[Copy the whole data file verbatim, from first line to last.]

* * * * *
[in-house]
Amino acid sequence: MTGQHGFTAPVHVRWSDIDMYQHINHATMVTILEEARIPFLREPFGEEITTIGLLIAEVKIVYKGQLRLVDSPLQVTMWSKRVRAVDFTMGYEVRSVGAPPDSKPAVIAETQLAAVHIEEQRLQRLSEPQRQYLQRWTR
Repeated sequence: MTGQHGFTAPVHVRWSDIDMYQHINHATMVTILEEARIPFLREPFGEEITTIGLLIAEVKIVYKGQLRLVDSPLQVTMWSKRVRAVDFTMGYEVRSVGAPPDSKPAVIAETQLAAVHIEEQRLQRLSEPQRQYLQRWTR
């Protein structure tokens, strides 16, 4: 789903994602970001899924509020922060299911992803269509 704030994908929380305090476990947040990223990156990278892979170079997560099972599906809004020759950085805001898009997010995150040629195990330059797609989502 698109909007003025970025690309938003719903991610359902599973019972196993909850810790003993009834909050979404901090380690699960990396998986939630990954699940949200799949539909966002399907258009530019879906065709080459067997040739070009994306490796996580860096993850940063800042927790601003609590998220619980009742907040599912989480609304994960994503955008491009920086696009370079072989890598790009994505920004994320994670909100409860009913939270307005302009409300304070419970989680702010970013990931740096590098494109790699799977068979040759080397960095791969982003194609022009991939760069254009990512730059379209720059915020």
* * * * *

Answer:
[in-house]
Amino acid sequence: MTGQHGFTAPVHVRWSDIDMYQHINHATMVTILEEARIPFLREPFGEEITTIGLLIAEVKIVYKGQLRLVDSPLQVTMWSKRVRAVDFTMGYEVRSVGAPPDSKPAVIAETQLAAVHIEEQRLQRLSEPQRQYLQRWTR
Repeated sequence: MTGQHGFTAPVHVRWSDIDMYQHINHATMVTILEEARIPFLREPFGEEITTIGLLIAEVKIVYKGQLRLVDSPLQVTMWSKRVRAVDFTMGYEVRSVGAPPDSKPAVIAETQLAAVHIEEQRLQRLSEPQRQYLQRWTR
């Protein structure tokens, strides 16, 4: 789903994602970001899924509020922060299911992803269509 704030994908929380305090476990947040990223990156990278892979170079997560099972599906809004020759950085805001898009997010995150040629195990330059797609989502 698109909007003025970025690309938003719903991610359902599973019972196993909850810790003993009834909050979404901090380690699960990396998986939630990954699940949200799949539909966002399907258009530019879906065709080459067997040739070009994306490796996580860096993850940063800042927790601003609590998220619980009742907040599912989480609304994960994503955008491009920086696009370079072989890598790009994505920004994320994670909100409860009913939270307005302009409300304070419970989680702010970013990931740096590098494109790699799977068979040759080397960095791969982003194609022009991939760069254009990512730059379209720059915020």